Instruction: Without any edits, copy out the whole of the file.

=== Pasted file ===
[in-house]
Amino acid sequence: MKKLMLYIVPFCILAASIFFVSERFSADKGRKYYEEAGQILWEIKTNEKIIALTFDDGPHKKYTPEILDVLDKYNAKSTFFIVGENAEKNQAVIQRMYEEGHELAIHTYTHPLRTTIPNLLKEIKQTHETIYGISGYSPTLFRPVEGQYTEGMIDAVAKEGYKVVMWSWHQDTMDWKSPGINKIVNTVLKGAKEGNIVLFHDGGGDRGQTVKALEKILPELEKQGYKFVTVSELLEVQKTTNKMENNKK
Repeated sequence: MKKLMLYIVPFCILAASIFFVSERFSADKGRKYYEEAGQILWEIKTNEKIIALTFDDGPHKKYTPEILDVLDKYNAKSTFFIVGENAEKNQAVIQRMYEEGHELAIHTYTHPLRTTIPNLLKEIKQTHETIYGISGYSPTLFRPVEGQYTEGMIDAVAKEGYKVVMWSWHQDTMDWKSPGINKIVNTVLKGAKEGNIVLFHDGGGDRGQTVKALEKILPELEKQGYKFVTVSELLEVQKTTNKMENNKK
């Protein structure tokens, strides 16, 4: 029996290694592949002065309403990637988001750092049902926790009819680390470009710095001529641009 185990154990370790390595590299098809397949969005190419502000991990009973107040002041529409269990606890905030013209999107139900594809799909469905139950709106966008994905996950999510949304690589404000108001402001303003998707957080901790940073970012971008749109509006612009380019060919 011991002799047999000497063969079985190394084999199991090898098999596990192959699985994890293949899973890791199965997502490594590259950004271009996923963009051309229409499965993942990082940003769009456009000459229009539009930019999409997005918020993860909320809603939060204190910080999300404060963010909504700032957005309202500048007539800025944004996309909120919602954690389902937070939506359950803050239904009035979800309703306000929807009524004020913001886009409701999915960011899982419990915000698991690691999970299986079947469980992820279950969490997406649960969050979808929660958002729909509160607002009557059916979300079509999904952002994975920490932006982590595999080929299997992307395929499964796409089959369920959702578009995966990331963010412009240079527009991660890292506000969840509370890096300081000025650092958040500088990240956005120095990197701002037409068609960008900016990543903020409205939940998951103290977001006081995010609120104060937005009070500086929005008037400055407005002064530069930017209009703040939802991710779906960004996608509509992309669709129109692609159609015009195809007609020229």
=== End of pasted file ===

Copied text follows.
[in-house]
Amino acid sequence: MKKLMLYIVPFCILAASIFFVSERFSADKGRKYYEEAGQILWEIKTNEKIIALTFDDGPHKKYTPEILDVLDKYNAKSTFFIVGENAEKNQAVIQRMYEEGHELAIHTYTHPLRTTIPNLLKEIKQTHETIYGISGYSPTLFRPVEGQYTEGMIDAVAKEGYKVVMWSWHQDTMDWKSPGINKIVNTVLKGAKEGNIVLFHDGGGDRGQTVKALEKILPELEKQGYKFVTVSELLEVQKTTNKMENNKK
Repeated sequence: MKKLMLYIVPFCILAASIFFVSERFSADKGRKYYEEAGQILWEIKTNEKIIALTFDDGPHKKYTPEILDVLDKYNAKSTFFIVGENAEKNQAVIQRMYEEGHELAIHTYTHPLRTTIPNLLKEIKQTHETIYGISGYSPTLFRPVEGQYTEGMIDAVAKEGYKVVMWSWHQDTMDWKSPGINKIVNTVLKGAKEGNIVLFHDGGGDRGQTVKALEKILPELEKQGYKFVTVSELLEVQKTTNKMENNKK
């Protein structure tokens, strides 16, 4: 029996290694592949002065309403990637988001750092049902926790009819680390470009710095001529641009 185990154990370790390595590299098809397949969005190419502000991990009973107040002041529409269990606890905030013209999107139900594809799909469905139950709106966008994905996950999510949304690589404000108001402001303003998707957080901790940073970012971008749109509006612009380019060919 011991002799047999000497063969079985190394084999199991090898098999596990192959699985994890293949899973890791199965997502490594590259950004271009996923963009051309229409499965993942990082940003769009456009000459229009539009930019999409997005918020993860909320809603939060204190910080999300404060963010909504700032957005309202500048007539800025944004996309909120919602954690389902937070939506359950803050239904009035979800309703306000929807009524004020913001886009409701999915960011899982419990915000698991690691999970299986079947469980992820279950969490997406649960969050979808929660958002729909509160607002009557059916979300079509999904952002994975920490932006982590595999080929299997992307395929499964796409089959369920959702578009995966990331963010412009240079527009991660890292506000969840509370890096300081000025650092958040500088990240956005120095990197701002037409068609960008900016990543903020409205939940998951103290977001006081995010609120104060937005009070500086929005008037400055407005002064530069930017209009703040939802991710779906960004996608509509992309669709129109692609159609015009195809007609020229």